I would also like to ask you since you said: “The death of Christ is primarily a demonstration of the love of God”, if you think that either or both of the debt or substitute explanations still apply in any way. It seems to me that Paul was saying more concerning one of those with his comparisons of Adam and Jesus (as the Second Adam). And how does God’s “demonstration” of how far he would go for us match up to Paul’s language of “Christ died for our sins” (e.g. 1 Cor. 15:3). The question of “WHY did Christ have to die for our sins?” would still be there in the form of “Why did God require that his Messiah suffer and die in a demonstration of God’s love for us?”

  2. on 22 Mar 2008 at 11:45 amJohnO

    I too think Anslem’s medieval ideas of mathematical/legal substitution and satisfaction of God’s holy anger are not to be found in the cross primarily. Yes, God does have holy anger towards sin. But that didn’t kill Jesus. Yes, a substitution did take place as well, but that isn’t the whole story. And it seems to be more of a real substitution and a legal/relationship metaphor. It seems that Jesus really died, and that on the other side of that – a lot more people (the early church) looked like Jesus, instead of dead and dying men.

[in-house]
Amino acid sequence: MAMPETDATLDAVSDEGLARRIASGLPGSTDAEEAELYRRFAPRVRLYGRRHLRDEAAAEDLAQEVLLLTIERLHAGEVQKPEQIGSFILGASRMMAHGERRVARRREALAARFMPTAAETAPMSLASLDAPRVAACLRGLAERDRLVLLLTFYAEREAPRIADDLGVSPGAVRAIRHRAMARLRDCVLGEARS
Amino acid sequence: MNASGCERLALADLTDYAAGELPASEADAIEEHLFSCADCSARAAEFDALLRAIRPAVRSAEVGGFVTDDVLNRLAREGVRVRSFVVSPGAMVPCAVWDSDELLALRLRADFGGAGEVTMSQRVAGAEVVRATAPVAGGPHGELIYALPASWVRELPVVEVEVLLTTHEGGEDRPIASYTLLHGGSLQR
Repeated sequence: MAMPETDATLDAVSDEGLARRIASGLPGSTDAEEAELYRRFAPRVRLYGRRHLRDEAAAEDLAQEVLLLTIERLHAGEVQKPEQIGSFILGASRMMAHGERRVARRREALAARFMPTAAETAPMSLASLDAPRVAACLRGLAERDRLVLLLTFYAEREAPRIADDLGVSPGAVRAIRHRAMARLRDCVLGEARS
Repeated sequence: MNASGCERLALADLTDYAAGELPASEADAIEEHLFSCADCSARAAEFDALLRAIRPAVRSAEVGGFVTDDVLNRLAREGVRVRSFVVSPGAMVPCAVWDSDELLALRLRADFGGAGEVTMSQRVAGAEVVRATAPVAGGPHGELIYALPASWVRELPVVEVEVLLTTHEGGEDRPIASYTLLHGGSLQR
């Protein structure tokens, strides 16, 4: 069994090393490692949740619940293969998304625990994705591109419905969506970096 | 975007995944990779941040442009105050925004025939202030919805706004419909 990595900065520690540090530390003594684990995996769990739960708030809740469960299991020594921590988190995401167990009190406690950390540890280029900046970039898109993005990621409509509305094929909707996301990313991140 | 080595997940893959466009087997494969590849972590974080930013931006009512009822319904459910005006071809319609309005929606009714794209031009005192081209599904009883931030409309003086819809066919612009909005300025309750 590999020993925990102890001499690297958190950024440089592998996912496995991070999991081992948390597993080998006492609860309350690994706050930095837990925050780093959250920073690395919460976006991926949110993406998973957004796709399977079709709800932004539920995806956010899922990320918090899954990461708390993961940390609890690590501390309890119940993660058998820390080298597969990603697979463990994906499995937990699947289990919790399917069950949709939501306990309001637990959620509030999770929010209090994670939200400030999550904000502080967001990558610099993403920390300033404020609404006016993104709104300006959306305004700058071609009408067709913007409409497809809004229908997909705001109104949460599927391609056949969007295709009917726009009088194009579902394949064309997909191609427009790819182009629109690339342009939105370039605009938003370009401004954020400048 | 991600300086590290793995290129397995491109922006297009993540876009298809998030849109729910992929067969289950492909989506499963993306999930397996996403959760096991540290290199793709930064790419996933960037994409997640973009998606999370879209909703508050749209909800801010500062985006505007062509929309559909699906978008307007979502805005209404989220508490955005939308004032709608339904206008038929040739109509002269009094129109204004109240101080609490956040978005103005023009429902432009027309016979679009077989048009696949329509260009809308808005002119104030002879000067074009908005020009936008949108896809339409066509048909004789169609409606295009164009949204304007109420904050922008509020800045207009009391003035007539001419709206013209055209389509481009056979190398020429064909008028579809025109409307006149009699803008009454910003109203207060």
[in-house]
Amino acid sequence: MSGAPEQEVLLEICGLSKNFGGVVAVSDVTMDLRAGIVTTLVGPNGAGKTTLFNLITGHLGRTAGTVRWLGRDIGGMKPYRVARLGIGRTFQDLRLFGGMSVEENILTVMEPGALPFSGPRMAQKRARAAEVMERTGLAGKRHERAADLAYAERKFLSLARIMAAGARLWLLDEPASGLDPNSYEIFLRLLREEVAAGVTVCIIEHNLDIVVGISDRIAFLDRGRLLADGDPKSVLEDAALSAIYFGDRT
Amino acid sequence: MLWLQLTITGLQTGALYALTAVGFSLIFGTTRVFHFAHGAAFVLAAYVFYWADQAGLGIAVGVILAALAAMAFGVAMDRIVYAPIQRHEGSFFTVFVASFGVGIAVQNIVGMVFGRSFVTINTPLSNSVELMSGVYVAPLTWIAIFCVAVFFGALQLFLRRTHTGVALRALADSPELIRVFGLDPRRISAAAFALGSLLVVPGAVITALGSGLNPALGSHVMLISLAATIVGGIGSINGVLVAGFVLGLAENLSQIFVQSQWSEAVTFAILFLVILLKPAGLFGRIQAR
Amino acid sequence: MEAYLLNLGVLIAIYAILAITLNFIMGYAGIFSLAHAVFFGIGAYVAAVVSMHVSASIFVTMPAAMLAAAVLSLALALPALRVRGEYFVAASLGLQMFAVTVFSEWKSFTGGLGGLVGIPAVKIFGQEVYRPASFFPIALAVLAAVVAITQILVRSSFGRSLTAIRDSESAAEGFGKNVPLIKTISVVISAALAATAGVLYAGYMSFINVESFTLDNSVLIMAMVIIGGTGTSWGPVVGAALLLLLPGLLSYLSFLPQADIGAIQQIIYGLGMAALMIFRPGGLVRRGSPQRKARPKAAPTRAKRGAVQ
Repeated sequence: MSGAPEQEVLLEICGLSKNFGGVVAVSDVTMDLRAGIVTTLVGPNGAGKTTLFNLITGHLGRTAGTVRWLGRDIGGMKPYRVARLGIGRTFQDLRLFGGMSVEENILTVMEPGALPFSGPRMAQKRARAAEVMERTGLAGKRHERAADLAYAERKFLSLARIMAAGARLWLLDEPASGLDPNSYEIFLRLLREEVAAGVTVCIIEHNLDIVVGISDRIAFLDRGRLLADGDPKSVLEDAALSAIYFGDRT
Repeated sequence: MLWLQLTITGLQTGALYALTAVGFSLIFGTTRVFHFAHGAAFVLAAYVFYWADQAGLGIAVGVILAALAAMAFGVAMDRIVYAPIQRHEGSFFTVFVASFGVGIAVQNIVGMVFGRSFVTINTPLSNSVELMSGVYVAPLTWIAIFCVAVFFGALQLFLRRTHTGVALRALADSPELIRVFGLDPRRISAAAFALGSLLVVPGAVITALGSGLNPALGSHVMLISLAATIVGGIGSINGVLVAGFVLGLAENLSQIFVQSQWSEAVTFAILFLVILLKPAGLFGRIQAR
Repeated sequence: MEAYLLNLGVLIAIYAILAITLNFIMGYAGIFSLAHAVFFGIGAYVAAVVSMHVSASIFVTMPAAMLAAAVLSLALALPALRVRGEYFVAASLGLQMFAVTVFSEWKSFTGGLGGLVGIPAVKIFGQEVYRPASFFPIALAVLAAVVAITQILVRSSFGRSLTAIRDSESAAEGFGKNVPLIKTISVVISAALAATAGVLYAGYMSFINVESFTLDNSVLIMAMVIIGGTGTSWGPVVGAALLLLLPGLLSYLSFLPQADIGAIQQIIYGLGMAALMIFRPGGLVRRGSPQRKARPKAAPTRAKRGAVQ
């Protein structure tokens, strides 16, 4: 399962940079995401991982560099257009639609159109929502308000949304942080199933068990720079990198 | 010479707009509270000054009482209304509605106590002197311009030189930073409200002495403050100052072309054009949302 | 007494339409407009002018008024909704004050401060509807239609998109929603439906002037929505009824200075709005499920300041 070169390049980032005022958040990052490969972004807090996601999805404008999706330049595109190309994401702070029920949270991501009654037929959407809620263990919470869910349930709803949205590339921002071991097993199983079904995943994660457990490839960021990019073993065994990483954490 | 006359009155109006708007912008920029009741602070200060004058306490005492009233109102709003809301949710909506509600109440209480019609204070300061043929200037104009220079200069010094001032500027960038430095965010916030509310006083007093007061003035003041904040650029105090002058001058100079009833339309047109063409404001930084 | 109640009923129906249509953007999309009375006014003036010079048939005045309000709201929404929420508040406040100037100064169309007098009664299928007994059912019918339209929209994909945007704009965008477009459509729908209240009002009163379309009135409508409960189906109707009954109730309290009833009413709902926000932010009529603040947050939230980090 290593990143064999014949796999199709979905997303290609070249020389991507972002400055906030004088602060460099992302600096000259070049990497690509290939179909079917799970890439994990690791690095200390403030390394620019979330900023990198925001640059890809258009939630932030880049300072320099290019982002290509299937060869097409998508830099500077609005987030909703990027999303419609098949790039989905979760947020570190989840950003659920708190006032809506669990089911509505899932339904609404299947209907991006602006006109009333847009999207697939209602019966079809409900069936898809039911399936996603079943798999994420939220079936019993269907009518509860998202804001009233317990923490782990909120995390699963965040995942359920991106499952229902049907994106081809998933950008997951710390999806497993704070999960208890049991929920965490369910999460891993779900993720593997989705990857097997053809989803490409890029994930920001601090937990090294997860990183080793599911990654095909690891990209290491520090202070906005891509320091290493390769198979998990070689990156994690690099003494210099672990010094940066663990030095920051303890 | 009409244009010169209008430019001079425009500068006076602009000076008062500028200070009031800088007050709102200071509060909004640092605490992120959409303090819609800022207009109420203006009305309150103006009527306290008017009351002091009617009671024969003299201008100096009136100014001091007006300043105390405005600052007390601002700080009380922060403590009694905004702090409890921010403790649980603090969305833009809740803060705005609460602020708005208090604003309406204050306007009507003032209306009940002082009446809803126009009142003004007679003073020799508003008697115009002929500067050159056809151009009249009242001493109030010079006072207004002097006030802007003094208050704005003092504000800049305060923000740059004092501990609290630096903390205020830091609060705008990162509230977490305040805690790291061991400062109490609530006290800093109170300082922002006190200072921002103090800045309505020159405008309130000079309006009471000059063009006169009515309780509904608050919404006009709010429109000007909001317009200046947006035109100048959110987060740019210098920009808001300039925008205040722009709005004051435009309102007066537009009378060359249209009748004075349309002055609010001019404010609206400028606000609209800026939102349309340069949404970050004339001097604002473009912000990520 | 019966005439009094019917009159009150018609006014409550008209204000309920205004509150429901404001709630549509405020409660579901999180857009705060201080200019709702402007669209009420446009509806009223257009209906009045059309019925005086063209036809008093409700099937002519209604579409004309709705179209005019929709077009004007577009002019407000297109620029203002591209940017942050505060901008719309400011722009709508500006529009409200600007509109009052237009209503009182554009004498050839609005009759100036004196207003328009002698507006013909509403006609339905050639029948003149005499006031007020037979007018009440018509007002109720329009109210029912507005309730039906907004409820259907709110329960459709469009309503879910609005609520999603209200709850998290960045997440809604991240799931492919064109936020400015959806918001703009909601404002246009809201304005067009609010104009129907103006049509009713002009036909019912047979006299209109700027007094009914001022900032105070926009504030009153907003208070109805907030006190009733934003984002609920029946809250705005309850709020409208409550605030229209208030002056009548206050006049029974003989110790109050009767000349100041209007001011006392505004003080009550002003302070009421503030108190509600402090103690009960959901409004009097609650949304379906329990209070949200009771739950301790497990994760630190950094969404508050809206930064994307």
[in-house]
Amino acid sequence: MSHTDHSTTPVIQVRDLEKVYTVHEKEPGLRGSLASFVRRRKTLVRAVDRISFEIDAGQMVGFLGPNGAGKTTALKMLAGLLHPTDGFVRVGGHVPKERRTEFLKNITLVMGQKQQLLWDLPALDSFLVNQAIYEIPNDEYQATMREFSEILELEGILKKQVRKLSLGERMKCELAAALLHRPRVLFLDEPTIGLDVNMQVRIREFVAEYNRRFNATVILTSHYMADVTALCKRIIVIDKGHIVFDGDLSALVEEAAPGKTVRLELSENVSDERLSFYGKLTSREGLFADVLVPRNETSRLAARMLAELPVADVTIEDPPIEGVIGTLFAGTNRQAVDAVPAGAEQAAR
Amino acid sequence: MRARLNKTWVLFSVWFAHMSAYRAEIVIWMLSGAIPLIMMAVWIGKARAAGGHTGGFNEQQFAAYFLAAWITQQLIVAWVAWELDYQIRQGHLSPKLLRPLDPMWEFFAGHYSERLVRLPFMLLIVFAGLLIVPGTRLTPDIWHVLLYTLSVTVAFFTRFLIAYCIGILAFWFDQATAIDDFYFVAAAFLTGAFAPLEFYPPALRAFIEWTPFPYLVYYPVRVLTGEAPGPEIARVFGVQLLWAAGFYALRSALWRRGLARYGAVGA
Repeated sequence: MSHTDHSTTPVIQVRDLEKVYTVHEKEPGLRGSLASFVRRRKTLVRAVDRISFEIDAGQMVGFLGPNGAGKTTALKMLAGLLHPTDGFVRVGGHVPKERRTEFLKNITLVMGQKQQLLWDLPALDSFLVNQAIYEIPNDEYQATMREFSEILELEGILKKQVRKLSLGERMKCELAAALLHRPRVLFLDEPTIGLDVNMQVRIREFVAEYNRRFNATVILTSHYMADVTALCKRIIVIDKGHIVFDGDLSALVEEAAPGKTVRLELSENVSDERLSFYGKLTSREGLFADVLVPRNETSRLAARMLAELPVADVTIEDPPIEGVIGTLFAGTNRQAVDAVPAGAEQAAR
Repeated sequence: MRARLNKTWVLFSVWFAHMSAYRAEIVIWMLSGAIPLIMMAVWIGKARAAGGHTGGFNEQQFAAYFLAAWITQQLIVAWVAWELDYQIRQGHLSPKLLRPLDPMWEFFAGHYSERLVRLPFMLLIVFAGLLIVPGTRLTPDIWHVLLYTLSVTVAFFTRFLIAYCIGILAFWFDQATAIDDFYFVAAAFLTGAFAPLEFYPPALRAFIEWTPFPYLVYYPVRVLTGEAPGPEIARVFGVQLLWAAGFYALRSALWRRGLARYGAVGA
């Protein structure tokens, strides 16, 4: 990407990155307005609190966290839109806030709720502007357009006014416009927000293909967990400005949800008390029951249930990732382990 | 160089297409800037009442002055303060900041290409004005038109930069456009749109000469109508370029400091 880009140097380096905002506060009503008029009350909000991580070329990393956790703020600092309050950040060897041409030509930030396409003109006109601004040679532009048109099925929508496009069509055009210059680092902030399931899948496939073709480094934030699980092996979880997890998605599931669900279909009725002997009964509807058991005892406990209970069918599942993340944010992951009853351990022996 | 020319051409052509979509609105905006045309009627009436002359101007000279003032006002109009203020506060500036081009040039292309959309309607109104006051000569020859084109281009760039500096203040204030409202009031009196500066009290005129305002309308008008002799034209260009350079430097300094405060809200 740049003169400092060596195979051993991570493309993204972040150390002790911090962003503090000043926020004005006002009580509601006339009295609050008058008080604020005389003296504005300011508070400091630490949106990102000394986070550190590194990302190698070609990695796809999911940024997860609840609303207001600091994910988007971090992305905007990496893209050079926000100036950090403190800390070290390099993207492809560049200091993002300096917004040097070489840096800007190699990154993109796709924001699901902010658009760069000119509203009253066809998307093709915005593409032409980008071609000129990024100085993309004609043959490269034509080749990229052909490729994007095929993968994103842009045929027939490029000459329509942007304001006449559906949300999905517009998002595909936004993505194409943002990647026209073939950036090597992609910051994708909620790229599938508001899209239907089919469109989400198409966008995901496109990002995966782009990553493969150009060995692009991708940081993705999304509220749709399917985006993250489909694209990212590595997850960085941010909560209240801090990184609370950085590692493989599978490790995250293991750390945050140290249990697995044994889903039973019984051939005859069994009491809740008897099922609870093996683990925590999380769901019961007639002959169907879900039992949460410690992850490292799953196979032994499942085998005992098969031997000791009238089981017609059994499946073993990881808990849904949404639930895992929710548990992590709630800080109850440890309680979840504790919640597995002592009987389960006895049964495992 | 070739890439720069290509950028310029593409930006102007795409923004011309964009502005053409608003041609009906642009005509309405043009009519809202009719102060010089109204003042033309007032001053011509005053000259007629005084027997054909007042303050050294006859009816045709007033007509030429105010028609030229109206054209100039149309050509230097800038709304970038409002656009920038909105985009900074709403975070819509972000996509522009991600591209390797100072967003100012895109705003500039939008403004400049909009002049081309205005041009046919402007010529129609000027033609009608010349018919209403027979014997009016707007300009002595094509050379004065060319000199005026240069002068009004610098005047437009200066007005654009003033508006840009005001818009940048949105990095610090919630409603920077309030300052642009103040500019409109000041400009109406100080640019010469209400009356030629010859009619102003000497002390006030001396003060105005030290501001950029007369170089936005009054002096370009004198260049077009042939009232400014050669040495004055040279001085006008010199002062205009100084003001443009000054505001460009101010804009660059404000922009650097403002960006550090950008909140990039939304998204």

There is also another very Jewish way to look at this. It involves the suffering of a prophet. Jeremiah and Isaiah often made metaphors out of themselves (walking naked, lying on his side for 300 days) to communicate a truth. There was a common prophetic idea that for a prophet to suffer was in a sense pleading with God for forgiveness on behalf of all the people. Hence Jesus’ “forgive them, for they know not what they do” comment on the cross. The prophet will suffer to save the people from God’s destruction. So yes, Jesus blood does cover us, as he is the “new passover”. But not in a legal way, in a very Jewish way. That Jesus’ pleading with God in his suffering caused God’s forgiveness for those who would repent and turn. And in a turnabout way, Jesus made a metaphor out of himself about all those who would not repent – they would be judged and killed.